As prices creep up, some people have decided against getting a new outfit, delayed big purchases like TVs or cancelled Netflix accounts.
But for now, they’re still splurging on beauty.
For retailers, the beauty category has become a rare bright spot as people pull back on spending amid surging inflation. Often seen as an affordable luxury, it is the only discretionary retail category with rising unit sales in the first half of the year, according to The NPD Group, which tracks categories including clothing, tech and toys, as well as beauty products at specialty and department stores.
“You may not be able to go out to eat out as much, but you can buy yourself a lipstick,” said Olivia Tong, an analyst for Raymond James.
This spring, Target called out the strength of its beauty sales, even as it twice cut its profit outlook for the year. Walmart is also investing in the category and rolling out new beauty displays to hundreds of stores, despite its warnings that shoppers are skipping over discretionary categories like apparel.
Other factors work in the industry’s favor, too. Weddings and parties have picked up again. More people are heading back to the office, and can no longer hide behind their Zoom filters. And during the pandemic, some people got in the habit of pampering themselves at home with face masks, hair treatments and other beauty products.
Larissa Jensen, a beauty analyst for NPD, called it the return of the “lipstick index” — a term made famous by Leonard Lauder, chairman of the board of Estee Lauder, to explain climbing sales of cosmetics during the recession in the early 2000s.
As consumer sentiment has fallen, lipstick sales volume has climbed, Jensen said. That increase has carried over to other beauty products. Makeup sales, including lipstick, are up 20%, skincare is up 12%, fragrance is up 15% and hair care is up 28% for the first half of the year — and they are all growing in units, as well as dollars, she said.
Much of the beauty category’s growth is coming from households that earn over $100,000 a year, and Jensen said discounters may have a tougher time capitalizing on the trend. Still, beauty’s resilience could provide some cushion for big-box retailers in a slowdown − if they can figure out how to cash in.
Beauty at $3, $5, $9
Walmart and Target both cut their profit forecasts after having to mark down prices on apparel, home goods and other products that aren’t selling. Yet both companies are refreshing their beauty departments and adding new brands to attract customers.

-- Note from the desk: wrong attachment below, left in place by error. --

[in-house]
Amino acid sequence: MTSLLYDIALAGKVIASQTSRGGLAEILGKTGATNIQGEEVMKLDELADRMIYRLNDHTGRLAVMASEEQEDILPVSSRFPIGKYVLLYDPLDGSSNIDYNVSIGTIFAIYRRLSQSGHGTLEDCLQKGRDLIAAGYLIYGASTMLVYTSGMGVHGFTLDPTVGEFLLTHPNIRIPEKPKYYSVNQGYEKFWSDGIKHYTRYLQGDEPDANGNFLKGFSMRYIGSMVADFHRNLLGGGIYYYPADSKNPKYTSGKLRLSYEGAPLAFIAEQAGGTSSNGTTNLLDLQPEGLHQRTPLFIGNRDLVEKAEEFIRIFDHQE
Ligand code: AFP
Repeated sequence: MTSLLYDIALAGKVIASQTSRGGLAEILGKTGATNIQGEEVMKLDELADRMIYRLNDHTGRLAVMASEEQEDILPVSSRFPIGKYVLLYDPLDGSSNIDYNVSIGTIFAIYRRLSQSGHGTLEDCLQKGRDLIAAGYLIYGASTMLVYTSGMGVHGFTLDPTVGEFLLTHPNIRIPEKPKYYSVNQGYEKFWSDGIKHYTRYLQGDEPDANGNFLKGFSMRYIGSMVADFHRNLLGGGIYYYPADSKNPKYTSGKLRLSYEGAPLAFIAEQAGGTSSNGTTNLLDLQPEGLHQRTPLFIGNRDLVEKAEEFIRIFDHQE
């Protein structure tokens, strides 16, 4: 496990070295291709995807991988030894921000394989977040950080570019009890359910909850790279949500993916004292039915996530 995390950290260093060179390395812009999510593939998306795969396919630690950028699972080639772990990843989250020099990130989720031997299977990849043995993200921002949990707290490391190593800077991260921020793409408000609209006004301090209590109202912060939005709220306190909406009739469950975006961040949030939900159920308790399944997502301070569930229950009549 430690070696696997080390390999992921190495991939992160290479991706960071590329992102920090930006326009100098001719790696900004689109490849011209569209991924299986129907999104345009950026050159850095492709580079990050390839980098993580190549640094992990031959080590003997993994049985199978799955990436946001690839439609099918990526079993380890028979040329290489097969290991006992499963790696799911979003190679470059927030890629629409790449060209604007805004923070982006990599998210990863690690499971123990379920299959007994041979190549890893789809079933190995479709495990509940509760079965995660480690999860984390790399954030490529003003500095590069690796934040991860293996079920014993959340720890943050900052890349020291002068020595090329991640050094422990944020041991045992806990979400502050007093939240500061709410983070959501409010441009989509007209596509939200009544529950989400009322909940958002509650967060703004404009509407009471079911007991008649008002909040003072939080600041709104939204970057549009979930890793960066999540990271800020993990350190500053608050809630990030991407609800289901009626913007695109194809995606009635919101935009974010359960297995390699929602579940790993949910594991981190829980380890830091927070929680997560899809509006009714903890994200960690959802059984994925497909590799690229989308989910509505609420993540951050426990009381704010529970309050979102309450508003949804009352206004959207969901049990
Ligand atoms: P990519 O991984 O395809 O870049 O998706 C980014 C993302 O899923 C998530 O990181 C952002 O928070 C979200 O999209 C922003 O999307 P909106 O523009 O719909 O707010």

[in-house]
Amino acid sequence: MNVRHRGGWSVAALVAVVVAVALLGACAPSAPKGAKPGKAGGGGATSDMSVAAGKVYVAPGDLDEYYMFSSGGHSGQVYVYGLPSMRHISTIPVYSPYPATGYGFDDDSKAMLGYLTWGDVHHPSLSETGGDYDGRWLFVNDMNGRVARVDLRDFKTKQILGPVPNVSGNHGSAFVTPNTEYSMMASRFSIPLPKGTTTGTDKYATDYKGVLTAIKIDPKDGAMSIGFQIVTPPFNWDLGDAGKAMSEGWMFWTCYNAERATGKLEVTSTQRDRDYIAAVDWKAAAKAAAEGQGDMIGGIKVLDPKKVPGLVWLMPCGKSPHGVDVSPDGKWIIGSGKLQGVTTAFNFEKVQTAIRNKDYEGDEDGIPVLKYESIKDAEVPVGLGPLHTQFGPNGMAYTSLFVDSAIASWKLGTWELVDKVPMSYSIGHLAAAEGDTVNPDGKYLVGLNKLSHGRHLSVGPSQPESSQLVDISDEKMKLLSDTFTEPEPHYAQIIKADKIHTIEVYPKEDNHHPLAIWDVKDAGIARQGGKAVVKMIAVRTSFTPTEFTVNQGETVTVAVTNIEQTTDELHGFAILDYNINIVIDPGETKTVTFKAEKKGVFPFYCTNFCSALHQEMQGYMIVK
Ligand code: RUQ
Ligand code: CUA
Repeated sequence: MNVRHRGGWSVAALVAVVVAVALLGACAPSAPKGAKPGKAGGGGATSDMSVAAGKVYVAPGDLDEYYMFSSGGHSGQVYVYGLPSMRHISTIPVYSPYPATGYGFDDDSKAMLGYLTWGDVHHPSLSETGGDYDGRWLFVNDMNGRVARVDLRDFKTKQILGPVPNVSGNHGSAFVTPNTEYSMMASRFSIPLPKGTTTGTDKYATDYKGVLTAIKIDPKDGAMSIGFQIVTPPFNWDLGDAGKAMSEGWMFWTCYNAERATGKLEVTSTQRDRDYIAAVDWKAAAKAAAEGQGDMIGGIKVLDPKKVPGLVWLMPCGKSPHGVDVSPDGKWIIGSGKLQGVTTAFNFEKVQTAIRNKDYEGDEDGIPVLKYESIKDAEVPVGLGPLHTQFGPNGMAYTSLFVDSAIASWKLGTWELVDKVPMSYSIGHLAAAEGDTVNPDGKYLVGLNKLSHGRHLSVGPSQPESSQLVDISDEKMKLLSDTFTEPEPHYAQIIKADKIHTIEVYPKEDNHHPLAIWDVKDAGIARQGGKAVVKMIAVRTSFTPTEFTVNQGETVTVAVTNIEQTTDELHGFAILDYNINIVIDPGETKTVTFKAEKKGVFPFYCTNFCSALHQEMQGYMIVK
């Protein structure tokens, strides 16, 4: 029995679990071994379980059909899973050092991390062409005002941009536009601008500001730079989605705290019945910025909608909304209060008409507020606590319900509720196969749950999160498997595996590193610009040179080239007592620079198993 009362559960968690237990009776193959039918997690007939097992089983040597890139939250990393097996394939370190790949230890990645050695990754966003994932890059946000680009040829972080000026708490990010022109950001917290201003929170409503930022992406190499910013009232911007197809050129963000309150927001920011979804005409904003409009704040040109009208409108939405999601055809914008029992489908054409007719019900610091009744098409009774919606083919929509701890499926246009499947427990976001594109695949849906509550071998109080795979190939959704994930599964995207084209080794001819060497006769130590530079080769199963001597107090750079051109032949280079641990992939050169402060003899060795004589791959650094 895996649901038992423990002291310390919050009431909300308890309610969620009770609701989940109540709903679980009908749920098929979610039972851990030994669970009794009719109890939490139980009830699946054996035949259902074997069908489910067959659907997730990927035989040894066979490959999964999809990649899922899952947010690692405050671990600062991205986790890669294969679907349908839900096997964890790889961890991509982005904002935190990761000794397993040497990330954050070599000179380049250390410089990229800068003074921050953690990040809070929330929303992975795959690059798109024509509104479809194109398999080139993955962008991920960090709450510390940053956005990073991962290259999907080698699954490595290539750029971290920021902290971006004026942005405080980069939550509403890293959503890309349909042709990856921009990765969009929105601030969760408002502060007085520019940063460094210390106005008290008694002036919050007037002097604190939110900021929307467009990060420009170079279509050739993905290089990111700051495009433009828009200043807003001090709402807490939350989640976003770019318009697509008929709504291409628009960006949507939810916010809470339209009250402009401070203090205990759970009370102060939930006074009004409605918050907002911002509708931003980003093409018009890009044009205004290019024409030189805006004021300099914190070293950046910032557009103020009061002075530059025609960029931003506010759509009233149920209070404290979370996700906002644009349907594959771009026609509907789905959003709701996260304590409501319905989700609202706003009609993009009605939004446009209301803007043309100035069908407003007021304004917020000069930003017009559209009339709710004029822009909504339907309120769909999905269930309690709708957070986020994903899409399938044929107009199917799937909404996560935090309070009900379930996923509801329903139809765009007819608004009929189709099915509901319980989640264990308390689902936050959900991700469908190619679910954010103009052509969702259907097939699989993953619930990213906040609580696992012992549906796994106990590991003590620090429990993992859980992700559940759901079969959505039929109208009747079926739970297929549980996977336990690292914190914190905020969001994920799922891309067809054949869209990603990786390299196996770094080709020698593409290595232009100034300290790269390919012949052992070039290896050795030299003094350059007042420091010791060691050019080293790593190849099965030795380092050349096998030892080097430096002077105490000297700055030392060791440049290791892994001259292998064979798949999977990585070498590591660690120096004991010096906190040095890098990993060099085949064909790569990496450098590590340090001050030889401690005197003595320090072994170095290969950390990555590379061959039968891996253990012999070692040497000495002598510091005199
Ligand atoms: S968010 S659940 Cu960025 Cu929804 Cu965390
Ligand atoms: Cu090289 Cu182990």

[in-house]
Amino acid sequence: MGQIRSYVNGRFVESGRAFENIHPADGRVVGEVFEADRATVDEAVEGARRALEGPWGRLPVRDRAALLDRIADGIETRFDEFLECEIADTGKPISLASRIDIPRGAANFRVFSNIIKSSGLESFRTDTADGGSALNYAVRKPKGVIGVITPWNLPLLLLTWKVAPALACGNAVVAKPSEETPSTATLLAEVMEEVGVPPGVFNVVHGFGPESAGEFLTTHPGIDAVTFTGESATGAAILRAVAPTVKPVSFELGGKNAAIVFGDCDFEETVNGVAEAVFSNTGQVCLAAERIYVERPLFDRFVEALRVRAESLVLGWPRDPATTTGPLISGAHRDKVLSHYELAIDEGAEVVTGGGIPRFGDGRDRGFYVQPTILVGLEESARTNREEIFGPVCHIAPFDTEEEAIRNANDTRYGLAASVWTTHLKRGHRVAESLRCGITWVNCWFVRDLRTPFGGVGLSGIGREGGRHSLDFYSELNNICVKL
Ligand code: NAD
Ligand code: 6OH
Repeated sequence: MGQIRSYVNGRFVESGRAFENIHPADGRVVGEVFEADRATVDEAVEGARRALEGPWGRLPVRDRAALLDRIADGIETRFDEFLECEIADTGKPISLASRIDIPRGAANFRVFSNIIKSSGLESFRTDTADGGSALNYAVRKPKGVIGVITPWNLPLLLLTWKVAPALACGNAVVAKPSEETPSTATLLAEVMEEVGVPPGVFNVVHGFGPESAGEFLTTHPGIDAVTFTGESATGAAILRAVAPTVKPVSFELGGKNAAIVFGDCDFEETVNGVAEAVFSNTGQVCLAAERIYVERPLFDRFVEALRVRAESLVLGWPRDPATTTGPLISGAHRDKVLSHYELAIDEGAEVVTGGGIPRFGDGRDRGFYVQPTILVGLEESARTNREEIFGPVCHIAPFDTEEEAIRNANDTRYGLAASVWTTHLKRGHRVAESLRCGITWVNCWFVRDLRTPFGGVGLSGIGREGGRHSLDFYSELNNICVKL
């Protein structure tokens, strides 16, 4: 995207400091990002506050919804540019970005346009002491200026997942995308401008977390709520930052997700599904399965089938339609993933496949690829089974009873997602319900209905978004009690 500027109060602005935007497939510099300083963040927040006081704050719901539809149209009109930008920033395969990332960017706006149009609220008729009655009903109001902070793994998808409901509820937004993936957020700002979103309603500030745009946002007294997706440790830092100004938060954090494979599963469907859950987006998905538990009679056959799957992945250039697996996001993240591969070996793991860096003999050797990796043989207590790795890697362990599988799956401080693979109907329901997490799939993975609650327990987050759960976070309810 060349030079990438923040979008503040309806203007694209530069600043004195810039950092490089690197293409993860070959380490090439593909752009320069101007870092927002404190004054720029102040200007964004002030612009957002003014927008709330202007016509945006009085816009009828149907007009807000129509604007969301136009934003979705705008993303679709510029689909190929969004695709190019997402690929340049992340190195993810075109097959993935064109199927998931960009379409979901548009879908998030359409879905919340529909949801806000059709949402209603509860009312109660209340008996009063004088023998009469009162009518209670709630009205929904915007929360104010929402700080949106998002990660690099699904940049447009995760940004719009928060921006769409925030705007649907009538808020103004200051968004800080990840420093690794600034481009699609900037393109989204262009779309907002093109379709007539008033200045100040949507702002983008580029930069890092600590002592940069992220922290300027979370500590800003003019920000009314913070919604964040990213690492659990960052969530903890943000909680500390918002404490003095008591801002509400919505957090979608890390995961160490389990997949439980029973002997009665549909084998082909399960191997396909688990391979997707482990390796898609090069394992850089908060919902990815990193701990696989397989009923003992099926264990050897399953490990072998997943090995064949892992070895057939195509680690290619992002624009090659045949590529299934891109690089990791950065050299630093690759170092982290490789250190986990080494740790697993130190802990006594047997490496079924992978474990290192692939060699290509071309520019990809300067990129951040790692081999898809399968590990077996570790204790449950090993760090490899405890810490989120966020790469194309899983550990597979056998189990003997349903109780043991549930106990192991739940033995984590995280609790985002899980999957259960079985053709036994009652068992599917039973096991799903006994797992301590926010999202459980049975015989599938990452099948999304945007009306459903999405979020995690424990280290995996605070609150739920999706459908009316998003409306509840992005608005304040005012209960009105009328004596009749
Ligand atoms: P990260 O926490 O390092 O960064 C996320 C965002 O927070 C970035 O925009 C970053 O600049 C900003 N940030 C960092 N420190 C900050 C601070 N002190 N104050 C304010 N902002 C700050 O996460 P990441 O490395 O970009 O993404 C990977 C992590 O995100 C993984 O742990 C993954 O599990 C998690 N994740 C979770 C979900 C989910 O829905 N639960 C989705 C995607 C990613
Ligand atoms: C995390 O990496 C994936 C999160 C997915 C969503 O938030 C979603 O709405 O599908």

A year ago, Target began opening hundreds of Ulta Beauty shops inside of its stores with brands including MAC Cosmetics and Clinique. The company plans to add more than 250 this year and eventually have the shops at 800 locations, representing about 40% of its U.S. footprint.
And after seeing fragrance become the biggest sales-driver in prestige beauty during the last holiday season, it also added popular fragrance brands to the Ulta shops, including Jimmy Choo Man, Juicy Couture and Kate Spade New York.
Since January, Target has introduced more than 40 brands to its stable of beauty products, including “clean” products that are free of certain ingredients and Black-owned and Black-founded brands.
On an earnings call in mid-May, CEO Brian Cornell said beauty saw double-digit growth in comparable sales in the fiscal first quarter versus the year-ago period. That broke from other categories, besides food and beverage and essentials, which saw a noticeable slowdown.
At Walmart, new beauty displays were set up this summer at 250 of the company’s locations, featuring Mario Badescu, Patchology and other brands typically found at specialty beauty shops or department store makeup counters.
A more affordable display called “Beauty Finds” also began rolling to nearly 1,400 stores, offering shoppers lip glosses, lotions and more for $3, $5 or $9.
Walmart has also struck exclusive deals with direct-to-consumer companies like Bubble, a skincare brand with colorful packaging and focus on Gen Z and young millennial customers. For the past few quarters, it has seen double-digit growth in its cosmetics business, said Creighton Kiper, Walmart’s vice president of merchandising for beauty.
“Beauty is this fascinating category where it’s not like food and it’s not like health and wellness, but yet the customer interacts and engages with it every day,” he said in an interview earlier this summer. “You’ve got this mental wellness component to it around confidence and feeling good about yourself.”
When budgets get tighter, Kiper said customers might also fall back on skills they gained during the pandemic — such as doing their nails or hair color at home — and go to Walmart to shop for an at-home twist on the salon.
Ashley Marie Lemons, a stay-at-home mom in suburban Atlanta, said her family is eating out less often because they’re spending more on groceries, diapers and other necessities. She said she cooks more meatless meals and buys hot dogs instead of pricier meats, such as ribs.
But she said she still allows herself to spend about $50 a month on beauty products like eyeshadow pallets and mascaras.
“It’s an outlet for me,” she said. “Some people like art. It’s a creative way for me to express myself.”
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